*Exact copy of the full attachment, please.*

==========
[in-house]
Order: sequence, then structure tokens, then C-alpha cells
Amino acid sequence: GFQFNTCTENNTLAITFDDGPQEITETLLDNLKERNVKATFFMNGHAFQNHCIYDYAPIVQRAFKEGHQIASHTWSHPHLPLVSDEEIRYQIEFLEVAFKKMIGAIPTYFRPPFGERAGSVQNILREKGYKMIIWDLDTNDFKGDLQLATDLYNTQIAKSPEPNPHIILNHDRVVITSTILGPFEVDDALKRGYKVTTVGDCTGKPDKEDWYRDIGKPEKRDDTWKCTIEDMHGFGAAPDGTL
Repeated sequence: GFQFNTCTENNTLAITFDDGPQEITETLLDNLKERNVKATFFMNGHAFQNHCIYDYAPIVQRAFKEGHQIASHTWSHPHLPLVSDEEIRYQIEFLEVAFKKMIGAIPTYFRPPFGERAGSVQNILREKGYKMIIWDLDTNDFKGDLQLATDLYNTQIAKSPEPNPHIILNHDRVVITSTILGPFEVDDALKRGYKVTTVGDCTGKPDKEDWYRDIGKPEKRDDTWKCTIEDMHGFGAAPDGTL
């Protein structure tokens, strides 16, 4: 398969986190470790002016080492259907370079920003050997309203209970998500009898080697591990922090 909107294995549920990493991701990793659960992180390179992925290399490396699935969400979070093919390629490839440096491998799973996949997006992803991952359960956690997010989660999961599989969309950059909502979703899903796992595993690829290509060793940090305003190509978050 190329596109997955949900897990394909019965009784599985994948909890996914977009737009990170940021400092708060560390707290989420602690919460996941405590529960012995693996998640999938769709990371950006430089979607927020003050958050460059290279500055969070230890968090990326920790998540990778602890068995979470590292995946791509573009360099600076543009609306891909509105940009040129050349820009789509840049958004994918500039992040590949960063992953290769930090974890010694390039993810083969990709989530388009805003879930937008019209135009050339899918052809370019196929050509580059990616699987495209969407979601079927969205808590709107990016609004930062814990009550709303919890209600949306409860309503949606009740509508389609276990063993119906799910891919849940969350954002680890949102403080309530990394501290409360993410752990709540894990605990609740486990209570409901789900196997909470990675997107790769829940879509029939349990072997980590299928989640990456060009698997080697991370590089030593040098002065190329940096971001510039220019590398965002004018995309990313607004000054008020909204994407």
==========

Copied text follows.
[in-house]
Order: sequence, then structure tokens, then C-alpha cells
Amino acid sequence: GFQFNTCTENNTLAITFDDGPQEITETLLDNLKERNVKATFFMNGHAFQNHCIYDYAPIVQRAFKEGHQIASHTWSHPHLPLVSDEEIRYQIEFLEVAFKKMIGAIPTYFRPPFGERAGSVQNILREKGYKMIIWDLDTNDFKGDLQLATDLYNTQIAKSPEPNPHIILNHDRVVITSTILGPFEVDDALKRGYKVTTVGDCTGKPDKEDWYRDIGKPEKRDDTWKCTIEDMHGFGAAPDGTL
Repeated sequence: GFQFNTCTENNTLAITFDDGPQEITETLLDNLKERNVKATFFMNGHAFQNHCIYDYAPIVQRAFKEGHQIASHTWSHPHLPLVSDEEIRYQIEFLEVAFKKMIGAIPTYFRPPFGERAGSVQNILREKGYKMIIWDLDTNDFKGDLQLATDLYNTQIAKSPEPNPHIILNHDRVVITSTILGPFEVDDALKRGYKVTTVGDCTGKPDKEDWYRDIGKPEKRDDTWKCTIEDMHGFGAAPDGTL
């Protein structure tokens, strides 16, 4: 398969986190470790002016080492259907370079920003050997309203209970998500009898080697591990922090 909107294995549920990493991701990793659960992180390179992925290399490396699935969400979070093919390629490839440096491998799973996949997006992803991952359960956690997010989660999961599989969309950059909502979703899903796992595993690829290509060793940090305003190509978050 190329596109997955949900897990394909019965009784599985994948909890996914977009737009990170940021400092708060560390707290989420602690919460996941405590529960012995693996998640999938769709990371950006430089979607927020003050958050460059290279500055969070230890968090990326920790998540990778602890068995979470590292995946791509573009360099600076543009609306891909509105940009040129050349820009789509840049958004994918500039992040590949960063992953290769930090974890010694390039993810083969990709989530388009805003879930937008019209135009050339899918052809370019196929050509580059990616699987495209969407979601079927969205808590709107990016609004930062814990009550709303919890209600949306409860309503949606009740509508389609276990063993119906799910891919849940969350954002680890949102403080309530990394501290409360993410752990709540894990605990609740486990209570409901789900196997909470990675997107790769829940879509029939349990072997980590299928989640990456060009698997080697991370590089030593040098002065190329940096971001510039220019590398965002004018995309990313607004000054008020909204994407």